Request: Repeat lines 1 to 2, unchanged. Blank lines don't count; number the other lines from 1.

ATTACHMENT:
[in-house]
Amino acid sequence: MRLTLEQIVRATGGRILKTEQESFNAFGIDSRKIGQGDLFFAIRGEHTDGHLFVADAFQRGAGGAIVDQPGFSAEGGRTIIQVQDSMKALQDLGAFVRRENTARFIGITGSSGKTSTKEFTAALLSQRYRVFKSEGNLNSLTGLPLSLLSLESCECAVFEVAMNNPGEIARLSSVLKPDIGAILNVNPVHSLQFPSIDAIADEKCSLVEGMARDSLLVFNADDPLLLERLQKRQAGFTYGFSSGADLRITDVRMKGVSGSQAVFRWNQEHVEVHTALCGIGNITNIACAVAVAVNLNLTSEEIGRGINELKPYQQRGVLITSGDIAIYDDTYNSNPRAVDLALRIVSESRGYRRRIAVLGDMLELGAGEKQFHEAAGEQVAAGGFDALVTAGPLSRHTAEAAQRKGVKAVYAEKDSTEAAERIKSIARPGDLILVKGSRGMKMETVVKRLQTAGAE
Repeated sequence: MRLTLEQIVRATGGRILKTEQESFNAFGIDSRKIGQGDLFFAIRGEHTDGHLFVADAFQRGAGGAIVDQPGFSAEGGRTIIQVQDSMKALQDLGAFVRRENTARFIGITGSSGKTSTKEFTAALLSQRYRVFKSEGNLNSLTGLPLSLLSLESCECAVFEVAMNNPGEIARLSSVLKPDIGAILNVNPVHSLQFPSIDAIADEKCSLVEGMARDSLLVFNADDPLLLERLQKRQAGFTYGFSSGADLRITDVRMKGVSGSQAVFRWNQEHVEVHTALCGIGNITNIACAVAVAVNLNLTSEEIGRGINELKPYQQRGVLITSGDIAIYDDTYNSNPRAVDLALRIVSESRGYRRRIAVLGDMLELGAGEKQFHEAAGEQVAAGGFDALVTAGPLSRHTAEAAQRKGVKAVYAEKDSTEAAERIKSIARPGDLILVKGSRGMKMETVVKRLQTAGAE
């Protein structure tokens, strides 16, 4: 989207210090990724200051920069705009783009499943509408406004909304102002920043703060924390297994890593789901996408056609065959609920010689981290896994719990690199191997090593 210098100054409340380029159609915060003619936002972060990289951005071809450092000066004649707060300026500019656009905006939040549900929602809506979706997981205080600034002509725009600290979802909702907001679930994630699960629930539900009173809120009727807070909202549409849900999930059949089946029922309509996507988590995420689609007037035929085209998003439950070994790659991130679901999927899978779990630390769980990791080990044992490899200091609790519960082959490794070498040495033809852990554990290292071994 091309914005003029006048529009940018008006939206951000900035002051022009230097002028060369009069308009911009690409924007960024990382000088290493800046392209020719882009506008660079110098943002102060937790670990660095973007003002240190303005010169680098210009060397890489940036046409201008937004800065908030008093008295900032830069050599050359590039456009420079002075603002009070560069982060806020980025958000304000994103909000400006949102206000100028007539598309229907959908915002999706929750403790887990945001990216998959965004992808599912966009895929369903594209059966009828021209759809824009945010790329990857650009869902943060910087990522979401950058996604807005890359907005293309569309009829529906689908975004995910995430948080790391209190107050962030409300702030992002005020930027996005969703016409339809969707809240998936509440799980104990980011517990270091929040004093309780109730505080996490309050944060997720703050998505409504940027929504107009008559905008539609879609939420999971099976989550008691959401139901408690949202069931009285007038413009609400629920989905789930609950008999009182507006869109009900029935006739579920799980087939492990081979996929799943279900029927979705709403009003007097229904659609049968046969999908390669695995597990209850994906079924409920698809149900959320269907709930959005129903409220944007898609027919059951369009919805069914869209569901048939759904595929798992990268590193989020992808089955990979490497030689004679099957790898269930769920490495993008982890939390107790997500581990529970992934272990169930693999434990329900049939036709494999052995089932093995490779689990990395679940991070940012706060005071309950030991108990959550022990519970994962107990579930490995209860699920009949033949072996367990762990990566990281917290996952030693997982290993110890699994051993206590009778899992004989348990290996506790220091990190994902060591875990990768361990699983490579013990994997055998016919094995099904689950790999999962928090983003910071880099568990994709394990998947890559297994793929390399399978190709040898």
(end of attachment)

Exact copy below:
[in-house]
Amino acid sequence: MRLTLEQIVRATGGRILKTEQESFNAFGIDSRKIGQGDLFFAIRGEHTDGHLFVADAFQRGAGGAIVDQPGFSAEGGRTIIQVQDSMKALQDLGAFVRRENTARFIGITGSSGKTSTKEFTAALLSQRYRVFKSEGNLNSLTGLPLSLLSLESCECAVFEVAMNNPGEIARLSSVLKPDIGAILNVNPVHSLQFPSIDAIADEKCSLVEGMARDSLLVFNADDPLLLERLQKRQAGFTYGFSSGADLRITDVRMKGVSGSQAVFRWNQEHVEVHTALCGIGNITNIACAVAVAVNLNLTSEEIGRGINELKPYQQRGVLITSGDIAIYDDTYNSNPRAVDLALRIVSESRGYRRRIAVLGDMLELGAGEKQFHEAAGEQVAAGGFDALVTAGPLSRHTAEAAQRKGVKAVYAEKDSTEAAERIKSIARPGDLILVKGSRGMKMETVVKRLQTAGAE